How to Overcome a Power Deficit Harvard Case Solution & Analysis

At some point within their professions, most executives -even the most gifted -will confront a power shortage. Irrespective of nominal responsibilities and their titles, they will confront situations in which they have insignificant influence and power to get their job done efficiently. Luckily, two strategies can almost always help the executive that is sidelined assemble an enduring power base and capture more clout. A supervisor can be led by a variety of scenarios into a power shortage. Demographics (race, ethnicity, sex or age) can contribute to the power-deficient executive's predicament, as can inexperience, lousy reputation, character, background, training or outlook.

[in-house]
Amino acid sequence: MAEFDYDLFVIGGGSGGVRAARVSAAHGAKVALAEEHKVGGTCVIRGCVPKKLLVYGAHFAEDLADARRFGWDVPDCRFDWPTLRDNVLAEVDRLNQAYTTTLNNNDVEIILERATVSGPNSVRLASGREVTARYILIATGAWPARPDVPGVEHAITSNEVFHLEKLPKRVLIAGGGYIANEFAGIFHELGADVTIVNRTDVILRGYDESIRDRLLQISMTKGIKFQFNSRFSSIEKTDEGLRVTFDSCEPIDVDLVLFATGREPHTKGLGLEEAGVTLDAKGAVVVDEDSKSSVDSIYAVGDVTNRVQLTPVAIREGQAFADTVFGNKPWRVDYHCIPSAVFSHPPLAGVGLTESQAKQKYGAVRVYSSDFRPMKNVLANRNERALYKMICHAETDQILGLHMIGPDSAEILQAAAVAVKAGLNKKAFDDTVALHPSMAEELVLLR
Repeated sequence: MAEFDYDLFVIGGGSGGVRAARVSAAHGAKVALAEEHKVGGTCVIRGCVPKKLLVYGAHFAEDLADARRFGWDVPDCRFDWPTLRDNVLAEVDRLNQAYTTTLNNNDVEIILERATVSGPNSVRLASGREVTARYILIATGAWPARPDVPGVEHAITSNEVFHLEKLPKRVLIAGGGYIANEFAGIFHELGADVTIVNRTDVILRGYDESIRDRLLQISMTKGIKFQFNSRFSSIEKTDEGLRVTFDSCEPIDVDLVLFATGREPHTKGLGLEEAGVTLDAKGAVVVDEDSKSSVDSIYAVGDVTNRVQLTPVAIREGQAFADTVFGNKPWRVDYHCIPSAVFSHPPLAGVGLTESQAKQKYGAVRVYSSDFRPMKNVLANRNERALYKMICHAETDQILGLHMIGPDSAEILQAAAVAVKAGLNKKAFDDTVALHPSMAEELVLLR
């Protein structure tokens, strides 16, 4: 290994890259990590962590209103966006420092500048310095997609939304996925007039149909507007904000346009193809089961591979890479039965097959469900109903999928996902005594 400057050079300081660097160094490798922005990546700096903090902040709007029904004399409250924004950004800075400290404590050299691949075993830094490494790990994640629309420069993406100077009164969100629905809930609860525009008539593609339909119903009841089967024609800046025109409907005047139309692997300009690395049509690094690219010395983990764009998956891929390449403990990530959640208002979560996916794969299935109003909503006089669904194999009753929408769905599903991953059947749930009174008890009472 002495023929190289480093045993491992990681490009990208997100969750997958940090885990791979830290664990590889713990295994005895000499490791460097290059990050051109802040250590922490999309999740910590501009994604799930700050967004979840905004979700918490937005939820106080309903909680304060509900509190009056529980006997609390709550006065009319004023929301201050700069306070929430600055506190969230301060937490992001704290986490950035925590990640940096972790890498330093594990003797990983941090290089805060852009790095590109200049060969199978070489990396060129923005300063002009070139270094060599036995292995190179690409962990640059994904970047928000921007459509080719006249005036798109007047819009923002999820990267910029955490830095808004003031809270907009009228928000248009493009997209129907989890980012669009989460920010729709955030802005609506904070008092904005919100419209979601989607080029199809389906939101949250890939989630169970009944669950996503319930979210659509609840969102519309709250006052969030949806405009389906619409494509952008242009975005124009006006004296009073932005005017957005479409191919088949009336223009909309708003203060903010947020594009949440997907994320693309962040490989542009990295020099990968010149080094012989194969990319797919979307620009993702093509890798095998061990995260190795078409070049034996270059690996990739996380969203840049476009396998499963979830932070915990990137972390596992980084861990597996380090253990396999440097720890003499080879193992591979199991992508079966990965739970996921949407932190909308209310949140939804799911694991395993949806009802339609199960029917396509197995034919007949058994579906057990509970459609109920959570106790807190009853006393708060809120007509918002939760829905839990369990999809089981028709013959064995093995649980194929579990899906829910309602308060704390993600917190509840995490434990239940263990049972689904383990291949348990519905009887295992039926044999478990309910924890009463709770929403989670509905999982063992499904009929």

It can happen to people who have high potential. It can probably even happen to executives that are high performers. Typically, an executive winds up with a power shortage because he/she lacks one or more of these power sources: critical resources, legality or networks. The high level of interaction between these three sources of electricity means that deficits can be quickly produced by a shortage in one in the other two. The writers compete that, normally, executives who possess a power shortage can solve the problem in one of two ways: they must alter the game by, for example, reshaping their role in the organization or play the game more effectively.

The authors supply a quick survey to help supervisors identify potential electricity shortages and offer recommendations and examples. The great news is that the likelihood of success is not bad.


This is just an excerpt. This case is about LEADERSHIP & MANAGING PEOPLE

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